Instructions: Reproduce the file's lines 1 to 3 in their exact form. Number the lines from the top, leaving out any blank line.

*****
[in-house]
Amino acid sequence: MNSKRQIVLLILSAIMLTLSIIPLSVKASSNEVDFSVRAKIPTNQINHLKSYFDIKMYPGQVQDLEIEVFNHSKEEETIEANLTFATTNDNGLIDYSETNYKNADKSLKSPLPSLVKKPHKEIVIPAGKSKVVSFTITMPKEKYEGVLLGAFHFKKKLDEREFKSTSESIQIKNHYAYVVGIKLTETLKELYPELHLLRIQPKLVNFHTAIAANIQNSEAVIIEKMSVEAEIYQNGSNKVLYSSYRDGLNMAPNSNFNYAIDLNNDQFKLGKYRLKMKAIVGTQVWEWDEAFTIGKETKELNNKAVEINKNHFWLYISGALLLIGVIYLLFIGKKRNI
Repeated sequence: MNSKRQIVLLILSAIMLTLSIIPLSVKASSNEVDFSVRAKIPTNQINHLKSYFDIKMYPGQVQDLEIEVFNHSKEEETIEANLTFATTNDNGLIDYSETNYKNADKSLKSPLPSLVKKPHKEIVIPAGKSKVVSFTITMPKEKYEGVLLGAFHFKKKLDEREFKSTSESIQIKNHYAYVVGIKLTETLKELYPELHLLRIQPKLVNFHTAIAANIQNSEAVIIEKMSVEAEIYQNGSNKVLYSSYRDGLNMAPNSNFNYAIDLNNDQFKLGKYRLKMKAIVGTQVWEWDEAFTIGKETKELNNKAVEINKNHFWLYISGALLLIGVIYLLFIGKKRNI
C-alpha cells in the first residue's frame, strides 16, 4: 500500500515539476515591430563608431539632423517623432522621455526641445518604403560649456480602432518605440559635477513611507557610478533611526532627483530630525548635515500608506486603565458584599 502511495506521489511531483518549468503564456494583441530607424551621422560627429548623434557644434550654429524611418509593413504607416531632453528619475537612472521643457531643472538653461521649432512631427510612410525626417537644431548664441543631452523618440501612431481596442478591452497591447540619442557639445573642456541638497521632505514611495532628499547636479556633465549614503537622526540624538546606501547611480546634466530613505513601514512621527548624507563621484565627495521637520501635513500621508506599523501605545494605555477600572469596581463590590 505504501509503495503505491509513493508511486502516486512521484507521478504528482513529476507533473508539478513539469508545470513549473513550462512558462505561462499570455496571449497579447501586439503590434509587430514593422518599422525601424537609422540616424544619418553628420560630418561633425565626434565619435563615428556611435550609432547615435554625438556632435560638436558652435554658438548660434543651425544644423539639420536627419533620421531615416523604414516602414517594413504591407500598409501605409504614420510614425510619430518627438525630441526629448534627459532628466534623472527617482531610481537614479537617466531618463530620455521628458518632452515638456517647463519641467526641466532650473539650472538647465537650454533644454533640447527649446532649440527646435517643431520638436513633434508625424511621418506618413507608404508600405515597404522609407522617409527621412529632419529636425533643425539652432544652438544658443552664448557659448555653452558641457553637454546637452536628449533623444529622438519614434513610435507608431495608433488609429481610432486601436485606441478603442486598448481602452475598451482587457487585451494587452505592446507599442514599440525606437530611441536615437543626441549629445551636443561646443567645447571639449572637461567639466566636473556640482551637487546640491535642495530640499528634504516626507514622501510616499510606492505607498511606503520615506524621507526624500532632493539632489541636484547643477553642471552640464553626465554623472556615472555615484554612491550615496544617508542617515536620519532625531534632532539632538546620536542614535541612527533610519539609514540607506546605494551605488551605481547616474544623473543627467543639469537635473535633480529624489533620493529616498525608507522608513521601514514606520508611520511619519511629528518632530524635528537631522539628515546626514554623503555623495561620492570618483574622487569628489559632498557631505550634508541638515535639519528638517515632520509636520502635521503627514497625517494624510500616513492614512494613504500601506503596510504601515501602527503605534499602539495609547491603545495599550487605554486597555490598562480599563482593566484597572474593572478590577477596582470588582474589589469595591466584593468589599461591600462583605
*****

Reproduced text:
[in-house]
Amino acid sequence: MNSKRQIVLLILSAIMLTLSIIPLSVKASSNEVDFSVRAKIPTNQINHLKSYFDIKMYPGQVQDLEIEVFNHSKEEETIEANLTFATTNDNGLIDYSETNYKNADKSLKSPLPSLVKKPHKEIVIPAGKSKVVSFTITMPKEKYEGVLLGAFHFKKKLDEREFKSTSESIQIKNHYAYVVGIKLTETLKELYPELHLLRIQPKLVNFHTAIAANIQNSEAVIIEKMSVEAEIYQNGSNKVLYSSYRDGLNMAPNSNFNYAIDLNNDQFKLGKYRLKMKAIVGTQVWEWDEAFTIGKETKELNNKAVEINKNHFWLYISGALLLIGVIYLLFIGKKRNI
Repeated sequence: MNSKRQIVLLILSAIMLTLSIIPLSVKASSNEVDFSVRAKIPTNQINHLKSYFDIKMYPGQVQDLEIEVFNHSKEEETIEANLTFATTNDNGLIDYSETNYKNADKSLKSPLPSLVKKPHKEIVIPAGKSKVVSFTITMPKEKYEGVLLGAFHFKKKLDEREFKSTSESIQIKNHYAYVVGIKLTETLKELYPELHLLRIQPKLVNFHTAIAANIQNSEAVIIEKMSVEAEIYQNGSNKVLYSSYRDGLNMAPNSNFNYAIDLNNDQFKLGKYRLKMKAIVGTQVWEWDEAFTIGKETKELNNKAVEINKNHFWLYISGALLLIGVIYLLFIGKKRNI